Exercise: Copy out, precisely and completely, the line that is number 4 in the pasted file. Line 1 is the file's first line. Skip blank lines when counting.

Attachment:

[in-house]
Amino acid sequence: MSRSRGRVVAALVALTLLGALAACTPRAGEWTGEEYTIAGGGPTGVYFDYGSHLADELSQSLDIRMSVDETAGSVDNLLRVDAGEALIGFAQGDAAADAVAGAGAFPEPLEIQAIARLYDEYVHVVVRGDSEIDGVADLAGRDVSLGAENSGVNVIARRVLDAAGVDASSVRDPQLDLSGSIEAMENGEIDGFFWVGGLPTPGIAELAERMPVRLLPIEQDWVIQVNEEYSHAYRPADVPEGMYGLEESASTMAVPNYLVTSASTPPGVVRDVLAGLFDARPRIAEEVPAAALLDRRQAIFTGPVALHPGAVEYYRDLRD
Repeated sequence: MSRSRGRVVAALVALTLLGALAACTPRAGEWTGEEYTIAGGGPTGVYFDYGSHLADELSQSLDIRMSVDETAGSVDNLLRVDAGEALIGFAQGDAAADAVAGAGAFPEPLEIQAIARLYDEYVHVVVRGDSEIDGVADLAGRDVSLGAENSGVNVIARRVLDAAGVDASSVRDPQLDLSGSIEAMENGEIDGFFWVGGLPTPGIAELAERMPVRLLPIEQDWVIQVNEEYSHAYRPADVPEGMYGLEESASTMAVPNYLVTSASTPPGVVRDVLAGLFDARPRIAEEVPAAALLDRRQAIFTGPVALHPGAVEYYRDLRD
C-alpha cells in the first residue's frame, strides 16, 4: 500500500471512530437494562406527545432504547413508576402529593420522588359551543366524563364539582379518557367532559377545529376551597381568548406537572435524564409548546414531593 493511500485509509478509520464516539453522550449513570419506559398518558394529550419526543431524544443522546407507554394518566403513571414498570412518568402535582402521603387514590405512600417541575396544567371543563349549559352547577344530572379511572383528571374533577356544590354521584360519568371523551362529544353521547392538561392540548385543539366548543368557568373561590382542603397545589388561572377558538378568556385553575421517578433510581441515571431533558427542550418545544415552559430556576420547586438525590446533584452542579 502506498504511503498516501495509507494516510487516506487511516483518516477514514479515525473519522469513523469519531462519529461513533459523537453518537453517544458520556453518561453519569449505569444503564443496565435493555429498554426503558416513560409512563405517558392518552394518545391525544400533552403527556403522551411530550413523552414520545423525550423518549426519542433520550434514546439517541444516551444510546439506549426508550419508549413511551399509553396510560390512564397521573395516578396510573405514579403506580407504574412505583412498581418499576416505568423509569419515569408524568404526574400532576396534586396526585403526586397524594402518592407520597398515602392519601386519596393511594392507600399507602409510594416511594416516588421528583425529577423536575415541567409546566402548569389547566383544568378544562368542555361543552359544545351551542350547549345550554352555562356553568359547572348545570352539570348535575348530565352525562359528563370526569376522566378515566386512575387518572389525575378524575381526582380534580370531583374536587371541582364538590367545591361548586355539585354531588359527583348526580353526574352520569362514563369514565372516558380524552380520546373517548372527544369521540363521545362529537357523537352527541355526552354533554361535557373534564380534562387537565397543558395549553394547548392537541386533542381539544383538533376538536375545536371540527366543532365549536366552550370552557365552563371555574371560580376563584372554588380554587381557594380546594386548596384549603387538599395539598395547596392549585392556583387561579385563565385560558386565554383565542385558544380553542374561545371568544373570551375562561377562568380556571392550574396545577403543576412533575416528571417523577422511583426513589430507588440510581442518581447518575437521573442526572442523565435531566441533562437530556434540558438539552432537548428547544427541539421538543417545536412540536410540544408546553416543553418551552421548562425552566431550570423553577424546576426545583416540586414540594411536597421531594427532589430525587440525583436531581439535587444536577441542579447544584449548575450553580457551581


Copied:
C-alpha cells in the first residue's frame, strides 16, 4: 500500500471512530437494562406527545432504547413508576402529593420522588359551543366524563364539582379518557367532559377545529376551597381568548406537572435524564409548546414531593 493511500485509509478509520464516539453522550449513570419506559398518558394529550419526543431524544443522546407507554394518566403513571414498570412518568402535582402521603387514590405512600417541575396544567371543563349549559352547577344530572379511572383528571374533577356544590354521584360519568371523551362529544353521547392538561392540548385543539366548543368557568373561590382542603397545589388561572377558538378568556385553575421517578433510581441515571431533558427542550418545544415552559430556576420547586438525590446533584452542579 502506498504511503498516501495509507494516510487516506487511516483518516477514514479515525473519522469513523469519531462519529461513533459523537453518537453517544458520556453518561453519569449505569444503564443496565435493555429498554426503558416513560409512563405517558392518552394518545391525544400533552403527556403522551411530550413523552414520545423525550423518549426519542433520550434514546439517541444516551444510546439506549426508550419508549413511551399509553396510560390512564397521573395516578396510573405514579403506580407504574412505583412498581418499576416505568423509569419515569408524568404526574400532576396534586396526585403526586397524594402518592407520597398515602392519601386519596393511594392507600399507602409510594416511594416516588421528583425529577423536575415541567409546566402548569389547566383544568378544562368542555361543552359544545351551542350547549345550554352555562356553568359547572348545570352539570348535575348530565352525562359528563370526569376522566378515566386512575387518572389525575378524575381526582380534580370531583374536587371541582364538590367545591361548586355539585354531588359527583348526580353526574352520569362514563369514565372516558380524552380520546373517548372527544369521540363521545362529537357523537352527541355526552354533554361535557373534564380534562387537565397543558395549553394547548392537541386533542381539544383538533376538536375545536371540527366543532365549536366552550370552557365552563371555574371560580376563584372554588380554587381557594380546594386548596384549603387538599395539598395547596392549585392556583387561579385563565385560558386565554383565542385558544380553542374561545371568544373570551375562561377562568380556571392550574396545577403543576412533575416528571417523577422511583426513589430507588440510581442518581447518575437521573442526572442523565435531566441533562437530556434540558438539552432537548428547544427541539421538543417545536412540536410540544408546553416543553418551552421548562425552566431550570423553577424546576426545583416540586414540594411536597421531594427532589430525587440525583436531581439535587444536577441542579447544584449548575450553580457551581